Editor’s Note: Photojournalist Page Graham, a San Antonio transplant and Ontario native, is a frequent Rivard Report contributor. He recently made a trip to his former home and filed the first in what will be an occasional series we are publishing about streetcar systems in other cities. Next up: Kansas City, contributed by Centro San Antonio’s Scott Gustafson, who recently moved back to San Antonio from Kansas City.
With 190 miles of tracks on 11 routes, Toronto holds the distinction of having the largest streetcar network in North America. The large, traditional-style railcars are ubiquitous throughout downtown. Along busier lines it’s possible to see several of them at once, making stops in rapid succession.
On more narrow streets, streetcars share the road with vehicular traffic. On wider boulevards they have their own right-of-way. In some places, there are raised concrete platforms in the middle of the street where passengers can board. On narrower streets, passengers must cross a lane of traffic. Motorists are required to stop behind the streetcar during the boarding process.
Many routes are heavily trafficked, and in some cases passengers may have to wait for the next streetcar to find a space on board, even on weekends. In 2013, annual streetcar ridership was 63,315,000, according to Jessica Martin of the Toronto Transit Commission (TTC). That’s 63 million rides and it excludes bus, rapid transit and light rail traffic in and out of the city. This is an astounding figure by any measure.
Transit in Toronto is truly multi-modal. In addition to streetcars, there are four subway lines, along with buses, rapid transit lines, and commuter trains. All are highly utilized, but like all transit systems – and despite a $3 fare – the government provides heavy subsidies. Reports have put the TTC’s cost at approximately 42 percent of the city’s budget.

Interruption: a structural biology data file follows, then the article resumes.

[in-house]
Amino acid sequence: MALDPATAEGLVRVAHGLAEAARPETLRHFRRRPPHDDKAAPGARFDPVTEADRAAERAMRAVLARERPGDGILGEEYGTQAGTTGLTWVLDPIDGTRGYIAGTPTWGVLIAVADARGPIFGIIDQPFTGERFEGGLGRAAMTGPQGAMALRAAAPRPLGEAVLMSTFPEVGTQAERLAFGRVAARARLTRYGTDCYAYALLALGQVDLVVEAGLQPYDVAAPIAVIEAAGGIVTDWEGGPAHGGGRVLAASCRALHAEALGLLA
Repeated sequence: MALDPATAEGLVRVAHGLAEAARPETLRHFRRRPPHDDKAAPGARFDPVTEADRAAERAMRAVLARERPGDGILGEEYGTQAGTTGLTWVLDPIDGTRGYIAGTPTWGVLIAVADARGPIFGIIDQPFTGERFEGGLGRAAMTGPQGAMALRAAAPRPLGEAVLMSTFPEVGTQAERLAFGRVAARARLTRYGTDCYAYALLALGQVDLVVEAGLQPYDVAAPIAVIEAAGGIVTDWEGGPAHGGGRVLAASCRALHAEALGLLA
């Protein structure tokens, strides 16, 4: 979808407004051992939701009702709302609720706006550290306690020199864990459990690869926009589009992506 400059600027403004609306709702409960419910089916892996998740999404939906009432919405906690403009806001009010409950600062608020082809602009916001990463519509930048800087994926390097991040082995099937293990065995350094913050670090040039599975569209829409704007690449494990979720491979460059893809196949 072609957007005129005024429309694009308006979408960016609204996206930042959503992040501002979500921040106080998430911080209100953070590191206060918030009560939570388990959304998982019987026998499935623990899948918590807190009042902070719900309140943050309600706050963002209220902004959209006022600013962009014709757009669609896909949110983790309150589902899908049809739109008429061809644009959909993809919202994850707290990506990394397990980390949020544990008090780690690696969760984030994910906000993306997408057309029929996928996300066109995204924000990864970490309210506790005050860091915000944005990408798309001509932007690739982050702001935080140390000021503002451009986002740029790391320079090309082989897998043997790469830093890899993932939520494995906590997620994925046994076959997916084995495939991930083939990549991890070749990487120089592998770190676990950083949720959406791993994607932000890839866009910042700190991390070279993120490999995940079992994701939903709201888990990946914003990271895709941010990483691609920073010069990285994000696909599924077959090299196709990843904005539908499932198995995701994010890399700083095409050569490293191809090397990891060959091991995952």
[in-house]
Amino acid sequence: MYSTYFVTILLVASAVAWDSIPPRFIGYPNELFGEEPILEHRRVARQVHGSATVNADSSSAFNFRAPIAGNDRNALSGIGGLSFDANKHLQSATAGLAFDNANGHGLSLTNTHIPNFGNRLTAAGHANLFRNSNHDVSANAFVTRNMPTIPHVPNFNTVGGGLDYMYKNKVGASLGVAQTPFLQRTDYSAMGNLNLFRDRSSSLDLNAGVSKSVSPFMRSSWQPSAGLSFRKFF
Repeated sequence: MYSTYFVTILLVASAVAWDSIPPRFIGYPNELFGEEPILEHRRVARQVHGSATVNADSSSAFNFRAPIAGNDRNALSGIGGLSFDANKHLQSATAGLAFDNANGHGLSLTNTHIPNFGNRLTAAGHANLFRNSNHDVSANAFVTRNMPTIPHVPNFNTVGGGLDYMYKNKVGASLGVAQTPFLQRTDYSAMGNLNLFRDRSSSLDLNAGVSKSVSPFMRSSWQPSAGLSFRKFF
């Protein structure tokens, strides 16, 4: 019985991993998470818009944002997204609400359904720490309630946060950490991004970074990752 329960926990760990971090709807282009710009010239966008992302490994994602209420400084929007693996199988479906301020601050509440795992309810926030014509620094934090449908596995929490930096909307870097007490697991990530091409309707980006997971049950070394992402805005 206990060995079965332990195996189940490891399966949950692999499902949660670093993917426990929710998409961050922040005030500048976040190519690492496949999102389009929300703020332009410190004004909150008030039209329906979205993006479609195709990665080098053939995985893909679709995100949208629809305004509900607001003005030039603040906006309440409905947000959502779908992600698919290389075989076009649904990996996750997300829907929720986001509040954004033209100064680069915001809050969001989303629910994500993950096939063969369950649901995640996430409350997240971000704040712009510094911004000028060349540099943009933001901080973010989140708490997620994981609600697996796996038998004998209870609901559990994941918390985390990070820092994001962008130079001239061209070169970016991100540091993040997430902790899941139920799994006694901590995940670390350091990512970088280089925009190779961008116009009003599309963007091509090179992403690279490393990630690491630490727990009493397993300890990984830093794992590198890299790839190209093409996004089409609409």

The alternative to this cost would be a worsening of an already terrible traffic congestion. Toronto has a city population of 2.8 million people, and many millions more living in surrounding communities. It also has a highway system considered inadequate to meet the city and region’s needs, the result of a lack of foresight and opposition to freeway expansion in the 1970s.
Although it wasn’t part of the “Great American Streetcar Scandal”, Toronto’s streetcars were almost thrown on the scrap heap. In 1966, the TTC announced plans, with the backing of Toronto chair William Allen, to eliminate all streetcar lines by 1980. Fortunately, strong grassroots opposition, led by a group called “Streetcars for Toronto”, persuaded city authorities to change their minds. As other cities jettisoned streetcars, the TTC bought them as a way to keep its aging fleet running.
As is the case in almost any city, there is opposition to streetcars in Toronto, and it mostly comes from suburbanites who prefer to drive their cars without having to share the roads. Among inner city residents, however, one would be hard-pressed to find someone who doesn’t appreciate the convenience. Many downtown Toronto residents don’t own cars, preferring public transit.
Take Toronto blogger Brandon Sage: “I’d been cursing the older streetcars that plied Toronto’s streets, as they kept getting in the way. But when I moved downtown, my views of them changed, which I find is one of the great ironies of streetcar haters. These individuals never actually live in the communities served by streetcars, but when they ride them, they soon fall in love with them. The new model will give Torontonians many new reasons to love streetcars.”